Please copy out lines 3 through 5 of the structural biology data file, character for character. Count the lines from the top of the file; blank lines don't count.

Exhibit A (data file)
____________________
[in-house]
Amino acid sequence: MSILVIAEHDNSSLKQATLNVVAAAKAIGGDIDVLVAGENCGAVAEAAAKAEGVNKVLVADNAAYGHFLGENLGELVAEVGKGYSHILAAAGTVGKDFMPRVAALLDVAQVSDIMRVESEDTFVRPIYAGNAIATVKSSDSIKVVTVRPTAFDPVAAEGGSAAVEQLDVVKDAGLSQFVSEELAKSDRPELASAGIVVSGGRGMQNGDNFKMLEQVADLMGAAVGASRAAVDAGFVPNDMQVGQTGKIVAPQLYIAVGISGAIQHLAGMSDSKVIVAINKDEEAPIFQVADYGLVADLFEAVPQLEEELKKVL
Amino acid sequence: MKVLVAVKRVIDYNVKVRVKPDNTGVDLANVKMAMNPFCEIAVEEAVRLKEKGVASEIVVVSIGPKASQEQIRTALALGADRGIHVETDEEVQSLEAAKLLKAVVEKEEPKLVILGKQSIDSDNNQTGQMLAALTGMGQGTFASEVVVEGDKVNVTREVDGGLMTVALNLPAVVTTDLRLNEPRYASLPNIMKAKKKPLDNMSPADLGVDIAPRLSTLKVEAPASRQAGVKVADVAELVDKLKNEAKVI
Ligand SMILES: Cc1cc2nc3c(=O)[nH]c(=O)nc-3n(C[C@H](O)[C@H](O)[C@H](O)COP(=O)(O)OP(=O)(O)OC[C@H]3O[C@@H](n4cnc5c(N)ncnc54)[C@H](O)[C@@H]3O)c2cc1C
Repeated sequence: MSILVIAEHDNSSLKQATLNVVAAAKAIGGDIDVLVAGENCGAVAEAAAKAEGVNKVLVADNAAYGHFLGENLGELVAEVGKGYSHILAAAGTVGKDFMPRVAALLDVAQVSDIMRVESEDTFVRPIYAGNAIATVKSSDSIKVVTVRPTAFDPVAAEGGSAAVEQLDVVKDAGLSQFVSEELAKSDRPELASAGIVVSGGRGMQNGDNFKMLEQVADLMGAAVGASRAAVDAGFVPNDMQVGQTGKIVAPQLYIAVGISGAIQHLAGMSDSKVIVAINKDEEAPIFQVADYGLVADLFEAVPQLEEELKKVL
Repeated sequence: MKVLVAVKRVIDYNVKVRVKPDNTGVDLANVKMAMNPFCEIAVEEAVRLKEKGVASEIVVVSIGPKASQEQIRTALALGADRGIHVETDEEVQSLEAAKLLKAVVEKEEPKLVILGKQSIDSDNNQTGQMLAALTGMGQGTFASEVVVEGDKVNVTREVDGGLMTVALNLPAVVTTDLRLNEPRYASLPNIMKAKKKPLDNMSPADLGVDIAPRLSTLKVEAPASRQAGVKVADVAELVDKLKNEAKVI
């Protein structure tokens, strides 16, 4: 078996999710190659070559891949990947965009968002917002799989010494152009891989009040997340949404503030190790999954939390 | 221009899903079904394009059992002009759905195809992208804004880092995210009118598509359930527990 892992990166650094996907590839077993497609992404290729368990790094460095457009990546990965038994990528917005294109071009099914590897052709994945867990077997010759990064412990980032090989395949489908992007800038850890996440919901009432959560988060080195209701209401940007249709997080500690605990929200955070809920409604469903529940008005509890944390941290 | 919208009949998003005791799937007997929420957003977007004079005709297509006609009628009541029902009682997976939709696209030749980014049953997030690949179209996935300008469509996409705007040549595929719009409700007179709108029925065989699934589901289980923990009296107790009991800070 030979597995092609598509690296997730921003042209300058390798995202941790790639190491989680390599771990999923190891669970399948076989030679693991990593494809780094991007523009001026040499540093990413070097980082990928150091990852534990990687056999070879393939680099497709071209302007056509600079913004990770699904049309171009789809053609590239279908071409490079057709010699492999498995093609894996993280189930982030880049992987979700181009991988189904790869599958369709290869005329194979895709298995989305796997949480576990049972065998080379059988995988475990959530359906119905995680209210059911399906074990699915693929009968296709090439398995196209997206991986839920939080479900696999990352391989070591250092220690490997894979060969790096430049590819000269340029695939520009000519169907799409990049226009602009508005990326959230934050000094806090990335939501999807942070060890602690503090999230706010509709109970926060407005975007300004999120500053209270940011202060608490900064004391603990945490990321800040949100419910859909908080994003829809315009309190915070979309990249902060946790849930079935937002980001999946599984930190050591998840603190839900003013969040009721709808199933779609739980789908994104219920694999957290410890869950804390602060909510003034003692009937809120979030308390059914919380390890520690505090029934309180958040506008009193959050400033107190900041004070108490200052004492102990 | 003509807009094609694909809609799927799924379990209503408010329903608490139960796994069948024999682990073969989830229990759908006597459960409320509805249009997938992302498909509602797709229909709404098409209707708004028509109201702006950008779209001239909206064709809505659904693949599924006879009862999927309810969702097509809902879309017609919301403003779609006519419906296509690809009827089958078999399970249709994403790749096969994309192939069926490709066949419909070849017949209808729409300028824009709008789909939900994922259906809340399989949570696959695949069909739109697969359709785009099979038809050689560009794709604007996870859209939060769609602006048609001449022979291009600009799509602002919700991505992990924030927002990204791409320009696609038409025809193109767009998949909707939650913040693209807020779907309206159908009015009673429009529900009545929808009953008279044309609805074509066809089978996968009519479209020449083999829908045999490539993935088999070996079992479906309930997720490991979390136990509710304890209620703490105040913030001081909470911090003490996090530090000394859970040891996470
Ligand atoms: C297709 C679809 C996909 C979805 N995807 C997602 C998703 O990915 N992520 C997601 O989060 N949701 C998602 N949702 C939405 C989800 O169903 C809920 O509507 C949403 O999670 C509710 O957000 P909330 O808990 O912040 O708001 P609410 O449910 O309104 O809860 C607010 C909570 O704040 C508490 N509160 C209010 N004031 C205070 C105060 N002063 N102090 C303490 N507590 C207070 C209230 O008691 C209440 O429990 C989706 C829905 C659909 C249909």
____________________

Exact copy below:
Amino acid sequence: MKVLVAVKRVIDYNVKVRVKPDNTGVDLANVKMAMNPFCEIAVEEAVRLKEKGVASEIVVVSIGPKASQEQIRTALALGADRGIHVETDEEVQSLEAAKLLKAVVEKEEPKLVILGKQSIDSDNNQTGQMLAALTGMGQGTFASEVVVEGDKVNVTREVDGGLMTVALNLPAVVTTDLRLNEPRYASLPNIMKAKKKPLDNMSPADLGVDIAPRLSTLKVEAPASRQAGVKVADVAELVDKLKNEAKVI
Ligand SMILES: Cc1cc2nc3c(=O)[nH]c(=O)nc-3n(C[C@H](O)[C@H](O)[C@H](O)COP(=O)(O)OP(=O)(O)OC[C@H]3O[C@@H](n4cnc5c(N)ncnc54)[C@H](O)[C@@H]3O)c2cc1C
Repeated sequence: MSILVIAEHDNSSLKQATLNVVAAAKAIGGDIDVLVAGENCGAVAEAAAKAEGVNKVLVADNAAYGHFLGENLGELVAEVGKGYSHILAAAGTVGKDFMPRVAALLDVAQVSDIMRVESEDTFVRPIYAGNAIATVKSSDSIKVVTVRPTAFDPVAAEGGSAAVEQLDVVKDAGLSQFVSEELAKSDRPELASAGIVVSGGRGMQNGDNFKMLEQVADLMGAAVGASRAAVDAGFVPNDMQVGQTGKIVAPQLYIAVGISGAIQHLAGMSDSKVIVAINKDEEAPIFQVADYGLVADLFEAVPQLEEELKKVL